Being of the Year: the feral horse controversy stole the spotlight in 2013

By Cindy Yurth
Tséyi' Bureau

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(Times photos)

TOP to BOTTOM: Johnny Naize, Jack Jackson, Byron Shorty, Leandra Thomas.

While Republicans and Democrats glared at each other across the aisle in Washingdoon, the Navajo Nation also seemed paralyzed by conflict this past year.

When we thought about the top newsmakers, they seemed to emerge in opposing pairs: President Ben Shelly and traditional practitioner Leland Grass locked horns over what to do with the feral horses; the Resources and Development Committee hammered at NHA head Aneva Yazzie over unspent federal funds; Arizona State Rep. Albert Hale and newly appointed state Sen. Carlyle Begay squared off over Begay's residency.

Meanwhile, though this hardly seems like news any more, the special prosecutor's net spread ever-wider in the slush fund scandal, encompassing Speaker Johnny Naize and many other present and former Council delegates.

Former NHA director Chester Carl was acquitted of accepting bribes from contractor William Aubrey, but Aubrey is headed to federal prison this month.

Another scandal in the news involved Sage Hospital, where CEO Ahmad Razaghi was accused of contracting with his own staffing company and accepting a $1.8 million bonus while some staffers had gone years without a raise.

Making good news was Jack C. Jackson Jr., who left the Arizona state senate to claim a newly created post at the U.S. State Department as its liaison to the tribes.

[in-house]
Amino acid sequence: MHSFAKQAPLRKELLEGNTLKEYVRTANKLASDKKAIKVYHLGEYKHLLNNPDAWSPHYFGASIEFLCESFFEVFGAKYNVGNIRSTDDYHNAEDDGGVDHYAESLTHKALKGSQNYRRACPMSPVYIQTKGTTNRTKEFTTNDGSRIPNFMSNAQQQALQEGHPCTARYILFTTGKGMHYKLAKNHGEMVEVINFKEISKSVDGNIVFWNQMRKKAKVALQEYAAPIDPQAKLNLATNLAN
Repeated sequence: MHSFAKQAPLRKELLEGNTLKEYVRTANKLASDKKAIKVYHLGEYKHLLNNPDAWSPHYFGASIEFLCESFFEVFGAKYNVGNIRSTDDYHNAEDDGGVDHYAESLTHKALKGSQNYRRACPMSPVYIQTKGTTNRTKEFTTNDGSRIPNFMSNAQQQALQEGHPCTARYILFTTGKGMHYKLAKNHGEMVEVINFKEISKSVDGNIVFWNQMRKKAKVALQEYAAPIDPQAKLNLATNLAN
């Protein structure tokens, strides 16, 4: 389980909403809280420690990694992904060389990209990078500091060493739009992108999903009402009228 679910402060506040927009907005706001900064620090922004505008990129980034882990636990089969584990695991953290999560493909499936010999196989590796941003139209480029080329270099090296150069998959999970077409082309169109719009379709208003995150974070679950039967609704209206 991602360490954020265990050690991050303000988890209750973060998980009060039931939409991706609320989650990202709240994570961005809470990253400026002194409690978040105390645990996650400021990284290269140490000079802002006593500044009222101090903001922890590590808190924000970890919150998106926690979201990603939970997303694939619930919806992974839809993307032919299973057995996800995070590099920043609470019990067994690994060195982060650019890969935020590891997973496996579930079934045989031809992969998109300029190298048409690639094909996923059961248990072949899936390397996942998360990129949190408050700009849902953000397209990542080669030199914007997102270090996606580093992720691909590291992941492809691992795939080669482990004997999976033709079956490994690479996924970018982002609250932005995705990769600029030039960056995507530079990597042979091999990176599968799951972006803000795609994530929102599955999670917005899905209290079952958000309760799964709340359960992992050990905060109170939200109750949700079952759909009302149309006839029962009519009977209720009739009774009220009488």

Miss Navajo Nation Leandra "Abby" Thomas turned the crown over to Natasha Hardy, after commissioning a commemorative shawl from the Pendleton Woolen Mills that she dedicated to Diné women of all ages.

And speaking of culture, the latest generation set out to prove that the Navajo language isn't dead yet. Videos emerged on YouTube of 10-year-old Quinton Kien of Steamboat telling stories in perfect Navajo. Not to be outdone, third-grader Ian Meade -- a blond, blue-eyed Anglo -- joined Piñon Elementary's Atsá Native Club and learned traditional songs and dances.

Twenty-something Byron Shorty combined an ancient language and modern technology to produce the "Navajo Word of the Day" website in an effort to get people into their language one word at a time. He's currently working on a smart phone application.

Here at the Navajo Times, it was the end of an era as photo editor Paul Natonabah retired after 40 years capturing life on the Navajo Nation.

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